LAST FLIGHT — An ultralight aircraft, believed to be piloted by Paul J. Van Brunt, flies over the Warrensburgh Farmers’ Market at 5:45 p.m. Friday Oct. 7. Van Brunt’s aircraft crashed about 20 minutes later near his landing field in northern Warrensburg, and he died afterwards due to injuries sustained in the incident.
A local man died Friday after the ultralight aircraft he was piloting crashed as he was approaching the landing field on his property several miles north of downtown.
Paul J. Van Brunt, 56, of 1153 Schroon River Road, crashed in his single-engine ultralight aircraft at about 6 p.m. Friday Oct. 7 in a field beside Schroon River Road just north of where it intersects with Pucker St.
Police said Van Brunt crashed about 200 yards south of his landing field.
A woman in her 20s, whose family owns the field where Van Brunt crashed, described the incident the morning after the incident. She declined to divulge her name.
She said that Van Brunt, affectionately known to neighbors as “Speedo,” flew the craft regularly, often daily or several times per day.
She said she was in her kitchen talking on her cell phone when she heard the familiar noise of the ultralight craft, powered by a small snowmobile engine.
Then the engine noise suddenly stopped.
“Several moments later, I heard a really heavy ‘Thud,’” she said.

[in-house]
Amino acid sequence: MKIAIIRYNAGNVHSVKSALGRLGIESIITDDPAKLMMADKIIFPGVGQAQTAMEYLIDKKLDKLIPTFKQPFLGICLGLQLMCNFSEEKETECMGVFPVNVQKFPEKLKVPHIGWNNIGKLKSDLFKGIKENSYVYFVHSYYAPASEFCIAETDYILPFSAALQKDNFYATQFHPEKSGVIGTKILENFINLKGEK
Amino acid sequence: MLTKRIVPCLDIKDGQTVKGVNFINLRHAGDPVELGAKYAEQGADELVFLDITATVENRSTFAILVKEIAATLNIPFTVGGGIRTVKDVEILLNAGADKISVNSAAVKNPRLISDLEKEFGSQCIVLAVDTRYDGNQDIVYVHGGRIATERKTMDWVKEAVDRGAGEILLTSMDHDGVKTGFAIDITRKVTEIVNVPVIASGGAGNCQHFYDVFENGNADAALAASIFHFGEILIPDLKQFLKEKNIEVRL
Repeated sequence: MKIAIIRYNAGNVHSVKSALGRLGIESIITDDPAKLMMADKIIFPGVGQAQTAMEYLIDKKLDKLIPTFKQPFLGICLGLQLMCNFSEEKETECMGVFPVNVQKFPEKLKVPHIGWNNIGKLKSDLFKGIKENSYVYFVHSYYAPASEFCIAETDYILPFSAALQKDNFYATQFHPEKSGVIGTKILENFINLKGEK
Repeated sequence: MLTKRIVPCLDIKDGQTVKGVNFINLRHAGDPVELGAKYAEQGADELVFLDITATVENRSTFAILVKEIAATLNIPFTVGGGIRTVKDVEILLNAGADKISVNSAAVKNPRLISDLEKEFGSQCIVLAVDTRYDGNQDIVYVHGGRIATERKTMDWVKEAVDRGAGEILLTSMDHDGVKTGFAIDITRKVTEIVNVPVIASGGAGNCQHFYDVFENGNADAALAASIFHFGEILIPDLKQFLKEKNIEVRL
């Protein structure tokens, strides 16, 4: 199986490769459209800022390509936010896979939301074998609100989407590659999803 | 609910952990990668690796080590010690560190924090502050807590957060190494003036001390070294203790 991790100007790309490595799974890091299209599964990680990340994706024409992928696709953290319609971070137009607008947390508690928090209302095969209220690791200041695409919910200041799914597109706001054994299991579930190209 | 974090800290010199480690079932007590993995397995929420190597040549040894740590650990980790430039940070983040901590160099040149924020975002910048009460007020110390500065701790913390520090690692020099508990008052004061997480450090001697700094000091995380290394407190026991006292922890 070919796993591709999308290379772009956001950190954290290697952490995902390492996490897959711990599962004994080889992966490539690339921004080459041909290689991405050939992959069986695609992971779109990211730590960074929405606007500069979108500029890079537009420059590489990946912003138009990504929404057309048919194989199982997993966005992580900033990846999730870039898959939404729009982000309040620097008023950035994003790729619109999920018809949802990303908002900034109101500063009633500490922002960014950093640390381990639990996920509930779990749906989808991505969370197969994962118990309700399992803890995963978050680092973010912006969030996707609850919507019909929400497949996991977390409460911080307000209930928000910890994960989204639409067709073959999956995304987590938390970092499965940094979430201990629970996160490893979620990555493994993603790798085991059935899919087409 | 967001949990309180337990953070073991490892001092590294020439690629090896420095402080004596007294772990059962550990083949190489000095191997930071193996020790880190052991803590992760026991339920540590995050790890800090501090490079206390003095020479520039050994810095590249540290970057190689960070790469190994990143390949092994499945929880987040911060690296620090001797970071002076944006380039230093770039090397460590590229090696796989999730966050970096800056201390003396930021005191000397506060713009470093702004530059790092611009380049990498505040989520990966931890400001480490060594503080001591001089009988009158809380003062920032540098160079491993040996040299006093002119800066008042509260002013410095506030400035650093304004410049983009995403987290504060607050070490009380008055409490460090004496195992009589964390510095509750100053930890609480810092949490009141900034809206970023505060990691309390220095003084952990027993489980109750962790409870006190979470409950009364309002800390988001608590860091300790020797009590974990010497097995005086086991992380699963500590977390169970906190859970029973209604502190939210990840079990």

The woman added that she looked out her window, and saw Van Brunt on the ground, on his side.
A young man driving by stopped his vehicle, called 911 on his cell phone, then took a sheet-rock knife and cut Van Brunt out of the pilot’s nylon sling in which he was piloting the one-man craft, the woman said.
Van Brunt, however appeared to have extensive internal injuries, she said.
A police officer on the scene reported that Van Brunt was conscious and able to talk after the crash.
The Warrensburg Emergency Squad arrived on scene and transported Van Brunt to Glens Falls Hospital, where he later died from injuries sustained in the crash, according to the Warren County Sheriff’s office.
The cause of the crash is unknown and the investigation is continuing, authorities said. Van Brunt was a licensed pilot with decades of aviation experience.
The Sheriff’s Office is being assisted in the investigation by the Federal Aviation Administration.
According to family members, Van Brunt had a great love for flying. He had worked for Northwest Airlines and held a private pilot’s license for over 30 years. During that time, he owned many different aircraft and flew to various Caribbean islands, Canada, and many locations in the U.S.
For several years, he had worked as an automobile transmission specialist for Aamco, and had conducted seminars on transmissions and welding, teaching students on the islands of Trinidad, St. Martin, St. Lucia, and Barbados.
The woman witnessing the aftermath of the crash said Van Brunt was an interesting, accomplished man.
“Speedo had quite an engineering mind, and he was a great guy,” she said. “He was a cool guy who was ‘all about’ his sons, and he loved flying. This is quite a loss for everyone.”
Friends may call on Van Brunt’s family from 1 p.m. to 3 p.m. Saturday Oct. 15 at Alexander-Baker Funeral Home, 3809 Main St., Warrensburg.
A memorial service to celebrate Paul’s life will follow visitation at 3 p.m. at the funeral home with Sister Linda Hogan, of St. Cecilia’s Roman Catholic Church in Warrensburg officiating.
People may visit alexanderfh.net for more information or to express their condolences.